“Oh my God, where’s Katy?” Jill asked.
Her tears evaporated the moment she realized she didn’t know where her daughter was.
“She’s with Delphie. Don’t worry. Delphie’s really good with kids. Val and I spent a lot of time with her when our parents were working.”
“I left Katy’s meds in the refrigerator at the office,” Jill said. “I can’t go back in there.”
“Let me. Did you get the stuff from your desk?”
Jill shook her head.
“He’s s-so awful. He used to j-just work the w-warehouse. The last three months have been h-hell. I just … He lost an email. He deleted it from his personal inbox and then couldn’t find it. He does that all the time. If I tell him, he deleted it? He gets furious. So I found the email, and then he fired me. He … he threw me out.”
Jill lifted her shirt to show the developing bruise on her elbow where her boss had grabbed her. Jacob kissed her elbow. She threw her arms around his neck in a tight embrace.
“I’m so sorry,” Jacob whispered. He shifted and she released him to look at his face.
“I should probably get off your lap,” Jill said. “What about the Bronco?”
“I’ll call someone to get it. We have a job a couple blocks from here. They can pick it up and I’ll get it tomorrow.”
“You saved me again. Second time in two days,” Jill said.
Jacob shrugged. “Fixing messes is my specialty.”
Jacob crushed her mouth with his mouth. He tasted her soft lips and delicate tongue. Jill felt a rush of passion overcome her senses. Pulling back, he took a breath.
“I better stop or this might get a little … public.” He nodded to the police cruiser. “Are you all right here?”
“Jill? Don’t say you’re a mess. You’re the very best thing that has ever happened to me. Things are messy. That’s true. But life is like that sometimes. We’ll sort all of this out. Promise.”
Jill nodded and slipped off his lap. Jacob gave her the box of Kleenex. She kissed his cheek and he slid from the car. Jill leaned her head back against the leather seat. Smiling to herself, she closed her eyes.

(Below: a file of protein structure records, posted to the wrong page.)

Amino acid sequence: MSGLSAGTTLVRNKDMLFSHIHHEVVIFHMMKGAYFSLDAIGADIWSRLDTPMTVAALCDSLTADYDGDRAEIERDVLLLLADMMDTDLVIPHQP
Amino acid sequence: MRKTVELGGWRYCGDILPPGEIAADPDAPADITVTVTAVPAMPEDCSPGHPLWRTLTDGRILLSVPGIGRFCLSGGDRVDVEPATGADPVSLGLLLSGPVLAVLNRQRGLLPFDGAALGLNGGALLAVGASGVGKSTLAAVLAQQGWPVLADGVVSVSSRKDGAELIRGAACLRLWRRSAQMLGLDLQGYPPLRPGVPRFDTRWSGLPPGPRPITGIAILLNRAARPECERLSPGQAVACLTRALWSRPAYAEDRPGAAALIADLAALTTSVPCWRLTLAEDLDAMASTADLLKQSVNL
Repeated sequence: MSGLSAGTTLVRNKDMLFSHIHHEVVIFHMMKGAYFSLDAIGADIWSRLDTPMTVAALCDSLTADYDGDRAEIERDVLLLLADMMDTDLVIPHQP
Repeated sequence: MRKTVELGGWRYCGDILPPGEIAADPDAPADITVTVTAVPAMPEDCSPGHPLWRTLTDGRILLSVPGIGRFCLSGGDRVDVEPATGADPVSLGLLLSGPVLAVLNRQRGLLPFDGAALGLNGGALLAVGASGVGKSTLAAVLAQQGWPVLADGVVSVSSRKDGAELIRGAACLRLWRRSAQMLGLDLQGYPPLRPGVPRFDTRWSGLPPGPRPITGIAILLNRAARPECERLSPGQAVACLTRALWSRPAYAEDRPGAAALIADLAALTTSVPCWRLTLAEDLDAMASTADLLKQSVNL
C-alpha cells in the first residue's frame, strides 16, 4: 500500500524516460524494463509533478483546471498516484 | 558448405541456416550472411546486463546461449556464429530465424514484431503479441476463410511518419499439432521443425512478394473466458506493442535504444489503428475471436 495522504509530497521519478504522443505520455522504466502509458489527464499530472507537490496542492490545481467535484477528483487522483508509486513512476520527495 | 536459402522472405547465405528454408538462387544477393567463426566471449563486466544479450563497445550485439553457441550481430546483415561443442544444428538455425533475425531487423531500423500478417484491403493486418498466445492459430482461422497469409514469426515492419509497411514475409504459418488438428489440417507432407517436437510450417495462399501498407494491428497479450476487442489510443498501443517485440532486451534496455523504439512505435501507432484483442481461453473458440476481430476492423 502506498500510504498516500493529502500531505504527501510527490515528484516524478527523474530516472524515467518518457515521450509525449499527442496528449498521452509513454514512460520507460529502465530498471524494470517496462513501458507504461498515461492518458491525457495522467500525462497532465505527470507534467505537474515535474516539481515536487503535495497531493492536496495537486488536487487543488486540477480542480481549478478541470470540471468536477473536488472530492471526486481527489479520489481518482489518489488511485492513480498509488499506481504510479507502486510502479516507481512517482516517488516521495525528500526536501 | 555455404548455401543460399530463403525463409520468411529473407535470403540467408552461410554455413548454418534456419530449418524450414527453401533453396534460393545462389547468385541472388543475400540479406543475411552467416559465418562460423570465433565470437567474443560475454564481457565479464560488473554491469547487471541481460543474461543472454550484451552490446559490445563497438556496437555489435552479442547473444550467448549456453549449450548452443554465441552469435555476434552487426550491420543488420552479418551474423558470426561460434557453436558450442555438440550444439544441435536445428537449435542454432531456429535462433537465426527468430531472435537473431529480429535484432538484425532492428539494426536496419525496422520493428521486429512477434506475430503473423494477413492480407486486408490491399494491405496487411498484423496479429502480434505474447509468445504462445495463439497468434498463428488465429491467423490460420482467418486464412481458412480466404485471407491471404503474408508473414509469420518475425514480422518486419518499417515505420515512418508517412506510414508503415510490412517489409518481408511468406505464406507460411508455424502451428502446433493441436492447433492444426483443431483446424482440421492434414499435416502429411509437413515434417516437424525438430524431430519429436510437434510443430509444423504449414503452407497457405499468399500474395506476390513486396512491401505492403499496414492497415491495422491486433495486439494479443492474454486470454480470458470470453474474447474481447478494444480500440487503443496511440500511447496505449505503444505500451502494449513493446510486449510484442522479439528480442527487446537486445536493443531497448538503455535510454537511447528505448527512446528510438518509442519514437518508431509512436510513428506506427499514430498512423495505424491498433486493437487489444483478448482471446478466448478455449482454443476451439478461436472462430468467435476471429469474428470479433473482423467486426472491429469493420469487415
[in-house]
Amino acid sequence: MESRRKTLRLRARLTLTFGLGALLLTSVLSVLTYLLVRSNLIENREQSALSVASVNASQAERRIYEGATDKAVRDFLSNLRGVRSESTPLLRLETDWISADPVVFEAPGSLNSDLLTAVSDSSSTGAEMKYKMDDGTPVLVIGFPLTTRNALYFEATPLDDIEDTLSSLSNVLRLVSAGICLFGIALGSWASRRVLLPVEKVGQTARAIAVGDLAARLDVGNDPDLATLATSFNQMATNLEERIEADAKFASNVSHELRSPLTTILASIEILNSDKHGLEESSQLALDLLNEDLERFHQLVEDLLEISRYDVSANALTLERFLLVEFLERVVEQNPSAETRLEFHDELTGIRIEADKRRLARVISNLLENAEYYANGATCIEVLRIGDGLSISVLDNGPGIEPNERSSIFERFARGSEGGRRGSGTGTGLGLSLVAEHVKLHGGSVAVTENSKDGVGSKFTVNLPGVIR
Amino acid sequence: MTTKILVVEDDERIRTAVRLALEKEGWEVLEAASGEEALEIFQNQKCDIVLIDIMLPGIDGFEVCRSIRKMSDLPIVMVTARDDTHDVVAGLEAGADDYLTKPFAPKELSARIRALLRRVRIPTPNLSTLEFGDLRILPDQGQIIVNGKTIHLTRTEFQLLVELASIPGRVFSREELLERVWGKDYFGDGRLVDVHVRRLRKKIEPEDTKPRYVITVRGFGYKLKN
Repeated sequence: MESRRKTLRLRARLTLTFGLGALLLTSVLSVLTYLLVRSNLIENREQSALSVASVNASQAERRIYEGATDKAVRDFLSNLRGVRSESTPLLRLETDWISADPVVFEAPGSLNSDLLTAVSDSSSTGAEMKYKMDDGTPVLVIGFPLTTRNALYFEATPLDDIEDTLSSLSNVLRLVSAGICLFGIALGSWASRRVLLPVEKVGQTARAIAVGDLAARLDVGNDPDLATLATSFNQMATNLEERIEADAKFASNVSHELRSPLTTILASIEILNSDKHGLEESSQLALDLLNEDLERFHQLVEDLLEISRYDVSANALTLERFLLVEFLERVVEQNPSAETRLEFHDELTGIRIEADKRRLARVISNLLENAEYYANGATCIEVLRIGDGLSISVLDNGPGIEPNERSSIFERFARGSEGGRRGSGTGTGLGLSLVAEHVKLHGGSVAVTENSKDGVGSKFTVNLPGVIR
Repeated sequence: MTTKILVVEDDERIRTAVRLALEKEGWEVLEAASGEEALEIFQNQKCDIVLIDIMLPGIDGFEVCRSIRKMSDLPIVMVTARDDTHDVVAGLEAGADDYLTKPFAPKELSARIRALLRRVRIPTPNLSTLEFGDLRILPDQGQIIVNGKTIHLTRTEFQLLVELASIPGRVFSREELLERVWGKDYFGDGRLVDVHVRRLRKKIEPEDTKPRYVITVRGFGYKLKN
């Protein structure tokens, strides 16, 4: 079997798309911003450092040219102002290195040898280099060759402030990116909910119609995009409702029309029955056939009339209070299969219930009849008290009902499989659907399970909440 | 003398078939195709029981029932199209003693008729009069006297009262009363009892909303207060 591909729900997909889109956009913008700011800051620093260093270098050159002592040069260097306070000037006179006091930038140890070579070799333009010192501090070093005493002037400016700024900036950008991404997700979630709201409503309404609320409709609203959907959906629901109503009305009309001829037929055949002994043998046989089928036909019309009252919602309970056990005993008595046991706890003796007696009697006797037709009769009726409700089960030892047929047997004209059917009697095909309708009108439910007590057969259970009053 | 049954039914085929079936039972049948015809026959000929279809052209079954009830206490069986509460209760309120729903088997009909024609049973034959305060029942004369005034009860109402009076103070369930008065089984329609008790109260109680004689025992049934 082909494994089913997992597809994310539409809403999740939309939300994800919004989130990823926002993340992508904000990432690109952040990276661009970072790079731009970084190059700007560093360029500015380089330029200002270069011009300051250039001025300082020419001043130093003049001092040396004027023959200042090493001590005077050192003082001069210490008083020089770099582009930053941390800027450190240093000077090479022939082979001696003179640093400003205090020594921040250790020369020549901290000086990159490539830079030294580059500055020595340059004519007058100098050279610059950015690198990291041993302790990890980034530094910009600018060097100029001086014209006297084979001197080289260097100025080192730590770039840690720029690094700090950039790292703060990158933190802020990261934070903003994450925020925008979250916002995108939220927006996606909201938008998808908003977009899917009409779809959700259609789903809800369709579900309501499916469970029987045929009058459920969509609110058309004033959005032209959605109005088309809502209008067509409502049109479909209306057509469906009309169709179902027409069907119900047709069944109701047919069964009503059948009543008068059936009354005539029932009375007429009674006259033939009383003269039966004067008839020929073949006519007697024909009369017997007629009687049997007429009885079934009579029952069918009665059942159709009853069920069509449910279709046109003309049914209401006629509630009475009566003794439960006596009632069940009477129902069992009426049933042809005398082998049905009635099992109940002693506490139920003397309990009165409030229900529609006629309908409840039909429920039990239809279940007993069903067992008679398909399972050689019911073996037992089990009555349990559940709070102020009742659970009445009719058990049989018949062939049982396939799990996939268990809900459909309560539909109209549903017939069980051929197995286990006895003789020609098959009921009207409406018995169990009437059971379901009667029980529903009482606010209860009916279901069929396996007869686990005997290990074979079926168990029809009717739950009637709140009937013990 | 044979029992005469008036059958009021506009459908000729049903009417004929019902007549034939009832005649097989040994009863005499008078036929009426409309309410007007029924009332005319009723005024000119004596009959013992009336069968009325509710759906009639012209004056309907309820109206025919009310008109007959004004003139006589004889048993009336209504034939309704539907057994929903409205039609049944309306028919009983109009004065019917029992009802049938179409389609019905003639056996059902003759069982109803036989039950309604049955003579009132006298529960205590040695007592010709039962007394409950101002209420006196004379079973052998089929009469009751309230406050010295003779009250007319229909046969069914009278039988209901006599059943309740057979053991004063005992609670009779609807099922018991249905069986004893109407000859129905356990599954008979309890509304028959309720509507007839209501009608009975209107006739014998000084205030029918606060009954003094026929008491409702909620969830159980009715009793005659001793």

How did she get so lucky?
Katy opened her eyes. Sitting up, she looked around Jacob’s apartment. Delphie was sitting near the bed knitting.
“Hello, Katherine,” Delphie said.
“I know you,” Katy said.
“Yes, you do,” Delphie said.
“But I don’t know your name,” Katy replied. Her small brow furrowed in concentration. “Did I meet you before?”
“A long, long time ago,” Delphie said.
“Are you a friend of my Jacob?”
“I am a friend of your Jacob. I’m Delphinium. People call me Delphie.”
Delphie set her knitting down and came to the bed to shake Katy’s hand. After shaking hands, Delphie sat next to Katy on the bed.
“I thought your name might start with an ‘R,’” Katy said.
“Yes,” Delphie said. “Your mommy is having a little bit of trouble. Your Jacob went to help her. So we have to carry on without her for a while.”
“Okay,” Katy said. “I’m glad Mommy has someone to help her now.”
“Me too,” Delphie said. “Would you like to go meet your Aunt Valerie?”
Katy nodded. “Will you help me go potty?”
Delphie helped Katy off the bed and they walked hand in hand toward the bathroom.
“I like you, Delphie.”
“I like you, Katherine.”
The retelling of Denver Cereal, Volume 1, continues tomorrow…
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